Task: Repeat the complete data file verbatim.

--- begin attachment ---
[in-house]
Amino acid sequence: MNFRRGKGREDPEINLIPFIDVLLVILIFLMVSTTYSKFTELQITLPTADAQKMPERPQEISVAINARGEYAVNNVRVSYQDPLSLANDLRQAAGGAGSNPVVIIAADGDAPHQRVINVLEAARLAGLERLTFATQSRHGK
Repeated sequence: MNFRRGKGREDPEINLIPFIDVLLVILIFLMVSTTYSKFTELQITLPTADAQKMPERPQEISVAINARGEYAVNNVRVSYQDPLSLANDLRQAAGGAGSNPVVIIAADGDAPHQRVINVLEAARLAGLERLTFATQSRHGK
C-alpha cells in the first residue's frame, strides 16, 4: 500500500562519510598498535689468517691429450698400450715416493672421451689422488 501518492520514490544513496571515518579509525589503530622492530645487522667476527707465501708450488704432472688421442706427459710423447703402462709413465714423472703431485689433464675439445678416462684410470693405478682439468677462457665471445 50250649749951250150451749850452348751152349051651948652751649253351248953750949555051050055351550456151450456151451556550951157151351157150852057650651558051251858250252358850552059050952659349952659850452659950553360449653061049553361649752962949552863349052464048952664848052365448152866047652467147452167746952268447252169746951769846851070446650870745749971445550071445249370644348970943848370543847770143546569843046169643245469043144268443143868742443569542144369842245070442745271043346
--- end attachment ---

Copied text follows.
[in-house]
Amino acid sequence: MNFRRGKGREDPEINLIPFIDVLLVILIFLMVSTTYSKFTELQITLPTADAQKMPERPQEISVAINARGEYAVNNVRVSYQDPLSLANDLRQAAGGAGSNPVVIIAADGDAPHQRVINVLEAARLAGLERLTFATQSRHGK
Repeated sequence: MNFRRGKGREDPEINLIPFIDVLLVILIFLMVSTTYSKFTELQITLPTADAQKMPERPQEISVAINARGEYAVNNVRVSYQDPLSLANDLRQAAGGAGSNPVVIIAADGDAPHQRVINVLEAARLAGLERLTFATQSRHGK
C-alpha cells in the first residue's frame, strides 16, 4: 500500500562519510598498535689468517691429450698400450715416493672421451689422488 501518492520514490544513496571515518579509525589503530622492530645487522667476527707465501708450488704432472688421442706427459710423447703402462709413465714423472703431485689433464675439445678416462684410470693405478682439468677462457665471445 50250649749951250150451749850452348751152349051651948652751649253351248953750949555051050055351550456151450456151451556550951157151351157150852057650651558051251858250252358850552059050952659349952659850452659950553360449653061049553361649752962949552863349052464048952664848052365448152866047652467147452167746952268447252169746951769846851070446650870745749971445550071445249370644348970943848370543847770143546569843046169643245469043144268443143868742443569542144369842245070442745271043346